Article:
BOOKS/Seth Sandronsky

Yes, There is a Socialist Alternative

Michael A. Lebowitz writes about the past, present and future of socialism in his slim book, The Socialist Alternative: Real Human Development (Monthly Review Press, June 2010). To this end, he joins authors such as John Bellamy Foster and István Mészáros in the emerging theory of socialist transition. Yes, Mrs. Thatcher, there is an alternative. 

Lebowitz’ book has two parts. The first is the “socialist triangle.” Its three parts relate organically to part two, “building the socialist triangle.”

The three sections of the socialist triangle are: “the wealth of the people,” “the production of the people” and “the solidarian society.” Side one of the triangle is not “s/he who dies with the most toys wins.” This phrase aptly captures capitalism’s obsession with acquisitive consumption. Instead, Lebowitz means that people, from youth to the once-young, own as a society in cooperation, not competition, the fruits of human labor, theirs and from the past. Thus people own and run their workplaces. That helps to make them rich as in living and working well, a concept and practice of wealth that simply does not exist under capitalism. Under that system, workplaces alienate people from their jobs, others and the goods/service that their energy creates.

Against the framework that Lebowitz sets forth, right-wing arguments that President Obama is a socialist for spending tax dollars on social programs in (meager) response to the Great Recession from the housing collapse. Such characterization fogs rather than clarifies his steadfast loyalties to the politically connected on Wall Street and in the military-industrial and medical-industrial complexes.

For Lebowitz, social ownership is crucial to meeting the needs of all a society’s people in their living and working. His case for why this matters is well-thought out, and intriguing. Lebowitz, following Marx, argues that developing human capacities to their fullest rises and falls in practice and theory. In other words, what happens at and away from work bears directly on people (not) achieving their fullest potentials. The socialism that Lebowitz backs is emerging throughout Latin America. It is noteworthy that he, a retired economics professor from Canada, has lived and worked in Venezuela since 2004. His book reflects that time in no small measure.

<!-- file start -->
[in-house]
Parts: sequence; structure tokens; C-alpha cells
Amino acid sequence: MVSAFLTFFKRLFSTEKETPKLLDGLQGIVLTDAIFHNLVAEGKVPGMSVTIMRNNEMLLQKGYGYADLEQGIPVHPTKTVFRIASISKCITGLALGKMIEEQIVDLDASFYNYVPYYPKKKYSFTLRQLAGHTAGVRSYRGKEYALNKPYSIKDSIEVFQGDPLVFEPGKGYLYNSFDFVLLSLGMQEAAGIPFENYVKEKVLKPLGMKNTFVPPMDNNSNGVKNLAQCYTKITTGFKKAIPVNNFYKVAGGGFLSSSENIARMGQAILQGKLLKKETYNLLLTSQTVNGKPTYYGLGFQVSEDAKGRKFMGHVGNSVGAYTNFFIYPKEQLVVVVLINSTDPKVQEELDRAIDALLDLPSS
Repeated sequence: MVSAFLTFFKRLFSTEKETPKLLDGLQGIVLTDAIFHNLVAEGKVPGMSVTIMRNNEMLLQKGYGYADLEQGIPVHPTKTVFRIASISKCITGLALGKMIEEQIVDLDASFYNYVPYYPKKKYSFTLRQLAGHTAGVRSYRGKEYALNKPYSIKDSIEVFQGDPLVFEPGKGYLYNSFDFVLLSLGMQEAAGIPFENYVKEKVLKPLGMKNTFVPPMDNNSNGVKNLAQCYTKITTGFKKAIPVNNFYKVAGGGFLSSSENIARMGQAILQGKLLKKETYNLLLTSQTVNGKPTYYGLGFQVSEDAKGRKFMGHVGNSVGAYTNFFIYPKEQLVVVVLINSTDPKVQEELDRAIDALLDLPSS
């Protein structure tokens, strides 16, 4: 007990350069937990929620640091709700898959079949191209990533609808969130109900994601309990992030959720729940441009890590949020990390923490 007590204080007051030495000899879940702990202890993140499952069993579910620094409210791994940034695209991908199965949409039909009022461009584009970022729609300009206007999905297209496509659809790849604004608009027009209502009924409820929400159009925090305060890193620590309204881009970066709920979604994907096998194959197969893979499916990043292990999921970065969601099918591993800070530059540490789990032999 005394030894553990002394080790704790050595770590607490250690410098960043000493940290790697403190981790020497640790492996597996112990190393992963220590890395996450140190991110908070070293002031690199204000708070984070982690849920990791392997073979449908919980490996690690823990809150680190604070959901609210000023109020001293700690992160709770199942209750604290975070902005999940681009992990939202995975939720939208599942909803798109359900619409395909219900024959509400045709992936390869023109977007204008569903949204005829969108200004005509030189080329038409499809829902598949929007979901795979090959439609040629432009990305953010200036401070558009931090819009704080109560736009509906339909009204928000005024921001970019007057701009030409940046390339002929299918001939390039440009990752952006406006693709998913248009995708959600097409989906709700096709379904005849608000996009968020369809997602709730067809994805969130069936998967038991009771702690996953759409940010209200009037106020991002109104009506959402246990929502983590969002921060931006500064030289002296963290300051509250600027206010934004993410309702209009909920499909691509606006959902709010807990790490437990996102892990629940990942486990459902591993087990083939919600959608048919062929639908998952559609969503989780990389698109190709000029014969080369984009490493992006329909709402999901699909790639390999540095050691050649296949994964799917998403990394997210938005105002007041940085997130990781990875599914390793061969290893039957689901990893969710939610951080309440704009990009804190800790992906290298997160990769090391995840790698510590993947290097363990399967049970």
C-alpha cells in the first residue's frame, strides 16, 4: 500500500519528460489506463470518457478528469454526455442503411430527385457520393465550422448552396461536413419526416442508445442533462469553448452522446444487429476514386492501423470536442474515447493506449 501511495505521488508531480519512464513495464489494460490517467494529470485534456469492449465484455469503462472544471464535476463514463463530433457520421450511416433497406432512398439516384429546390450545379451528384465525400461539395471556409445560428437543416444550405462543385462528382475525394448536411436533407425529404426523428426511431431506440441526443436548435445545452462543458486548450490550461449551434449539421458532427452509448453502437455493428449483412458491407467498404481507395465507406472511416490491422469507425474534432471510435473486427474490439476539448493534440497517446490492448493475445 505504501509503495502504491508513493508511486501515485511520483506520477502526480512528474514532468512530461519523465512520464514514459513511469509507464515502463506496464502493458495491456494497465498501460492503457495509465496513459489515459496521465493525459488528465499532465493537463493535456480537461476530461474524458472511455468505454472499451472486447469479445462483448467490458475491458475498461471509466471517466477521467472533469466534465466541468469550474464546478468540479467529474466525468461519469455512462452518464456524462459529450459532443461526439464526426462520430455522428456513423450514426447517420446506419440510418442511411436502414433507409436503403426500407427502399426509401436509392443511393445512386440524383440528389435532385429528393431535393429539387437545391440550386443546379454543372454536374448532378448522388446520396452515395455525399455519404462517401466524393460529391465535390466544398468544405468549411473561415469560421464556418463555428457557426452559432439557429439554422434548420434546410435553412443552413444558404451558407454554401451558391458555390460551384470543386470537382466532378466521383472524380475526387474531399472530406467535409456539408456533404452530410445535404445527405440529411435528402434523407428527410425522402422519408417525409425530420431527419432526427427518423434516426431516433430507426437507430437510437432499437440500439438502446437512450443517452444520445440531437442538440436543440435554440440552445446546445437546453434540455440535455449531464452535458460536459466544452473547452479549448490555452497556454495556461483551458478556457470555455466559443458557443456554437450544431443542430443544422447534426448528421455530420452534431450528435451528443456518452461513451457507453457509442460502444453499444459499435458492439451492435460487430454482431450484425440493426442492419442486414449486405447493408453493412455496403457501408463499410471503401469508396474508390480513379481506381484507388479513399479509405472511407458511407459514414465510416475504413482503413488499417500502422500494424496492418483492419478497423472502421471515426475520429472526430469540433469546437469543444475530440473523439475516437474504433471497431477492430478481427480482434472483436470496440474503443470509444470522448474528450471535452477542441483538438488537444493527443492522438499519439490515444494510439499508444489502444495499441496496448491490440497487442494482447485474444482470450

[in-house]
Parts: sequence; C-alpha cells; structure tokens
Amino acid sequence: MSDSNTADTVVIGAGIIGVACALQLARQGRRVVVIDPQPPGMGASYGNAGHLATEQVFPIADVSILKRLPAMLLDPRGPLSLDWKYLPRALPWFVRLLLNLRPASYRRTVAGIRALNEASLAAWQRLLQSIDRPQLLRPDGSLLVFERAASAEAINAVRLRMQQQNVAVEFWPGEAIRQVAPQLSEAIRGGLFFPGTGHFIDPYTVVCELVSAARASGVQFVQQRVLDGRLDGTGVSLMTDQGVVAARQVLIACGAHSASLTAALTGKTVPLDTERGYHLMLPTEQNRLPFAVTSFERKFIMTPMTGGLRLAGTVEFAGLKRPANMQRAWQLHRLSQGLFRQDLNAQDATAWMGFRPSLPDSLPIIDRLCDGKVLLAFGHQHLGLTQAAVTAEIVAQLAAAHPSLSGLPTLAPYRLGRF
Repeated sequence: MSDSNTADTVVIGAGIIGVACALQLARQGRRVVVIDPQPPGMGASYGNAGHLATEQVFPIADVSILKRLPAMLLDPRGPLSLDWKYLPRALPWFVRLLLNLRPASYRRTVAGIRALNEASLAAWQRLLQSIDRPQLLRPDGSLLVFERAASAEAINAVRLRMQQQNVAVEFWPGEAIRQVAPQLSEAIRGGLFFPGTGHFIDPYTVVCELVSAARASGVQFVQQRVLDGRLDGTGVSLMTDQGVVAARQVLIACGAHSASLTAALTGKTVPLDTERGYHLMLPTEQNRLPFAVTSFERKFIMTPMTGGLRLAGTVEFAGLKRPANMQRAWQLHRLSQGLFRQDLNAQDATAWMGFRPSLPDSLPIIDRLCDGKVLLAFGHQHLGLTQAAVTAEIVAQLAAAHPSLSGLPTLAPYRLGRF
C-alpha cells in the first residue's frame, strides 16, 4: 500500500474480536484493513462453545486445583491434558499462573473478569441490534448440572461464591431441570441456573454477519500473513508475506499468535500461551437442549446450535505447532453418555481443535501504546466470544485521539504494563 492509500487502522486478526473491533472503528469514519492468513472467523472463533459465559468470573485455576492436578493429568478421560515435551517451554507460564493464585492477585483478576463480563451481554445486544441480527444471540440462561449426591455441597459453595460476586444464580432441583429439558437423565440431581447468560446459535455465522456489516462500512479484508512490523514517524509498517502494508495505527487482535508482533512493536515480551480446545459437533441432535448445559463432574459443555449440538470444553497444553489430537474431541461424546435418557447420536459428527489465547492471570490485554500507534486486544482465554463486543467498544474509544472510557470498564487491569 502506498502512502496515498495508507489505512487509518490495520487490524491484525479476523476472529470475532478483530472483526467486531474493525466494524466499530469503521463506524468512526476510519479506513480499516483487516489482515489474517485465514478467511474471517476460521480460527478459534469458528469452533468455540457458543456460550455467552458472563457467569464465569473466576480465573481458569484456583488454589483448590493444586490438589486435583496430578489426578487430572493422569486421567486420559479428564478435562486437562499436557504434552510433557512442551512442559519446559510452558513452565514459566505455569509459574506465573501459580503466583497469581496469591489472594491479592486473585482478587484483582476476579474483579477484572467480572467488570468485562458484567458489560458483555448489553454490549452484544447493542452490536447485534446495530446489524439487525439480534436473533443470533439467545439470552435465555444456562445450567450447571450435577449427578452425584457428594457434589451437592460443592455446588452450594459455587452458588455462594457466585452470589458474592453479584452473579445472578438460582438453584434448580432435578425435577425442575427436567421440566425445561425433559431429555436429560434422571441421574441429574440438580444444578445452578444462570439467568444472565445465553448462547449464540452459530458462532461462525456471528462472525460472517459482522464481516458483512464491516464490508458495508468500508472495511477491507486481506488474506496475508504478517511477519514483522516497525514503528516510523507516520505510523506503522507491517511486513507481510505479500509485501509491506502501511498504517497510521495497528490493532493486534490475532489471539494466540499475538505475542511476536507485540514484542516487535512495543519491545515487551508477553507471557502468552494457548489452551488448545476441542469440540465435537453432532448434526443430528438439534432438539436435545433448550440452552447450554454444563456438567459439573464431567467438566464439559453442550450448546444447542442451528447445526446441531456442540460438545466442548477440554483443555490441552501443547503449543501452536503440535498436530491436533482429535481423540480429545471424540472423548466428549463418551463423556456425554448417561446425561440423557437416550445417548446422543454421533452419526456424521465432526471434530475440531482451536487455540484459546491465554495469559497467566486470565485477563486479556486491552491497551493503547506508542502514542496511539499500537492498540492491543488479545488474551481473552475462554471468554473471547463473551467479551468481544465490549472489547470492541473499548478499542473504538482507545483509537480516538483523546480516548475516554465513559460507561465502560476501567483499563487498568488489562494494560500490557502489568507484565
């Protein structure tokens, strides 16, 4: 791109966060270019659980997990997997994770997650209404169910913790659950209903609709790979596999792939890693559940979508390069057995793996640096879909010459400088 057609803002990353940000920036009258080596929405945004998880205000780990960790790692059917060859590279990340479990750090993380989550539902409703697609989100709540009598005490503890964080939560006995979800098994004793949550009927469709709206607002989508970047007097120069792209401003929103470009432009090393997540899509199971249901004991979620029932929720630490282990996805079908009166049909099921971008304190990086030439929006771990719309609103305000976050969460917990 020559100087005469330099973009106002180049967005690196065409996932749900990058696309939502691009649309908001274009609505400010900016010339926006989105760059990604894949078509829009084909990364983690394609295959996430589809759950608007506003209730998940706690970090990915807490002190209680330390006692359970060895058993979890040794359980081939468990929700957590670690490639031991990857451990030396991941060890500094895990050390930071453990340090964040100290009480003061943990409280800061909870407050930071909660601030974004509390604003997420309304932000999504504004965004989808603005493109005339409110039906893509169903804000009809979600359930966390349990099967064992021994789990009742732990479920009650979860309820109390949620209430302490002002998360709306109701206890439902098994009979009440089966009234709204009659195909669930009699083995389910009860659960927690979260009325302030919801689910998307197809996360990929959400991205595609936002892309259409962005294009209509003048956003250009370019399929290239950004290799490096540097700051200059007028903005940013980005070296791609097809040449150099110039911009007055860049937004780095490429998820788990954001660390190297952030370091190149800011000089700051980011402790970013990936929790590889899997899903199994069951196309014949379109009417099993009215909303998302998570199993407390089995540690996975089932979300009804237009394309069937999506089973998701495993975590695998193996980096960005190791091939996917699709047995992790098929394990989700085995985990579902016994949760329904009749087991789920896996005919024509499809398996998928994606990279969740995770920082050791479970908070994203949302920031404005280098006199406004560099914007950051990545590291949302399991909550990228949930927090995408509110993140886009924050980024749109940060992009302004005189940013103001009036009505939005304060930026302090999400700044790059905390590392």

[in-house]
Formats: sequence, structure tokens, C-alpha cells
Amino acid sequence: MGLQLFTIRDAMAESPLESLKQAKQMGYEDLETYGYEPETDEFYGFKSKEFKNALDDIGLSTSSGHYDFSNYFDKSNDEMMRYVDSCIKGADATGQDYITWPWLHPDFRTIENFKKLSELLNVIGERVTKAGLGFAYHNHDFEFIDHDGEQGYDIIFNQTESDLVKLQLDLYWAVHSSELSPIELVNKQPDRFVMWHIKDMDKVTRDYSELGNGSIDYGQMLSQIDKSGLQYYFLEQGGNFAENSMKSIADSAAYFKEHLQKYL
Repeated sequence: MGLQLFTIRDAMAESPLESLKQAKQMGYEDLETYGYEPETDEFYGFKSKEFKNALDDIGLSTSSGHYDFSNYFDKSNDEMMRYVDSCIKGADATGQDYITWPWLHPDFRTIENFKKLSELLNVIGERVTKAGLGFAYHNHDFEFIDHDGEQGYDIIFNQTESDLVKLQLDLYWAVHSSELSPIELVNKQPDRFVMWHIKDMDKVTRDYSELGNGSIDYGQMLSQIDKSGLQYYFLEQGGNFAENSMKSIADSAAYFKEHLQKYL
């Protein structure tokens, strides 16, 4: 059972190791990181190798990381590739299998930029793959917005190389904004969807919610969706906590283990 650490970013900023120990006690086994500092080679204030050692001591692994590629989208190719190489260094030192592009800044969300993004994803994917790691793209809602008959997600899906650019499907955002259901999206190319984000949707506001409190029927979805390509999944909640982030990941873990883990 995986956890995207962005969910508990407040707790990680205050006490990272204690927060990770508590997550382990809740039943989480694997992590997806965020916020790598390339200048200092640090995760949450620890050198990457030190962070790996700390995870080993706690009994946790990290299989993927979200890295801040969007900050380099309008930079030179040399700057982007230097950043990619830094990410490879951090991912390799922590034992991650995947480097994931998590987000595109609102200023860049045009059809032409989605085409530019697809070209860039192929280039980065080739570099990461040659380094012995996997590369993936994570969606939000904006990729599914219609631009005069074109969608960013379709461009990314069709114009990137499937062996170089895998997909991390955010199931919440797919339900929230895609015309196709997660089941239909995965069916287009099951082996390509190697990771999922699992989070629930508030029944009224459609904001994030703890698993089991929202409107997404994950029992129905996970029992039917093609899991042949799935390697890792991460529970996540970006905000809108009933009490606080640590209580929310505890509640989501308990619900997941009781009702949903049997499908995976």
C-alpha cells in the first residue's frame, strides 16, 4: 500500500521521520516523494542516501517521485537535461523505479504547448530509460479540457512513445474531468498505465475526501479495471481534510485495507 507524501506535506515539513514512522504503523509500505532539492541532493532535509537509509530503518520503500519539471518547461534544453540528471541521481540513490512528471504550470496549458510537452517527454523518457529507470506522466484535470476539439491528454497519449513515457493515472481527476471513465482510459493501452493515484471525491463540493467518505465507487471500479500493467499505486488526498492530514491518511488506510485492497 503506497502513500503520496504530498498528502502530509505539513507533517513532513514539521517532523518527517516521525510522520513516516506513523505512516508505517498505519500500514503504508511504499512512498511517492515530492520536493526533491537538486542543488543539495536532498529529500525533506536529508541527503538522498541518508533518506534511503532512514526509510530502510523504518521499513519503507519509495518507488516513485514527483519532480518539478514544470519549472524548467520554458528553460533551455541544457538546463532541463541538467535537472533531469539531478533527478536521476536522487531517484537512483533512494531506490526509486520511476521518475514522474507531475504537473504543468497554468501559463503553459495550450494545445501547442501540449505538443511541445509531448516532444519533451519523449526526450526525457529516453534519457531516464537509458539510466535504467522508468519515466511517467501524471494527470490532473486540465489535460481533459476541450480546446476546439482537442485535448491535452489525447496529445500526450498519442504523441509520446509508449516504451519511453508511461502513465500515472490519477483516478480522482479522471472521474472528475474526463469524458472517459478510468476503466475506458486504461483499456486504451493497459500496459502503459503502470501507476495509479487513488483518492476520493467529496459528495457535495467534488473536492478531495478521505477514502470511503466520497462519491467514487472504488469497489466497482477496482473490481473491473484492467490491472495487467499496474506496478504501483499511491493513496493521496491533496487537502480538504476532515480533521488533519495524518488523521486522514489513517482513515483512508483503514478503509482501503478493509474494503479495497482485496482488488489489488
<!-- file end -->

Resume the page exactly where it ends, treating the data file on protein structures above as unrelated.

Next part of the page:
Oh, one might say, what about social ownership in China, the former Soviet Union and Yugoslavia? Lebowitz critiques the strengths and weaknesses of these models, including that of worker-controlled enterprises. Here, he lays bare the flaws when the state stands above and over the populace.

The triangle’s second part is workers’ organizing social production. In short, this is their choosing how and what to make, distribute and consume. The driving force here is the development of people’s creative capacities to be whatever they can be, from an artist to machinist, scientist and well beyond. Capitalism lacks such a drive. Lebowitz explains why and the effects.

Lebowitz, in the first two chapters of the book’s second part, fleshes out the interdependence of the socialist triangle’s three sides. He makes clear that the new system does not fall from the heavens. Instead, it emerges from the existing system, and “necessarily inherits premises from the old.” The new order “must go beyond what it has inherited to produce its own premises; it has to generate premises in their socialist economic form.” A big part of this shift is “the socialist principle [that] fosters a new relation, a communal society in which productive activity is undertaken not out of self-interest both where communal needs and purposes are understood as the basis of our activity.”

The book’s final two chapters flesh out concrete questions of the socialist transition. Its break with the logic of capitalism: accumulation, competition and exploitation, is a constant struggle to deepen and develop a new society and new people. A vital part of this process is a charter for human development. In it, Lebowitz writes, all people’s birthright provides them the opportunity to live in a “good society,” one that fosters the fullest possible blossoming of human beings.  

Meanwhile, capitalism’s crises of the ecology and economy worsen. What to do? One could do worse than to read and recommend to others The Socialist Alternative: Real Human Development. It sheds useful light on core issues in shifting to a system that puts people and the planet first.

Seth Sandronsky lives and writes in Sacramento. Email

From The Progressive Populist, October 15, 2010

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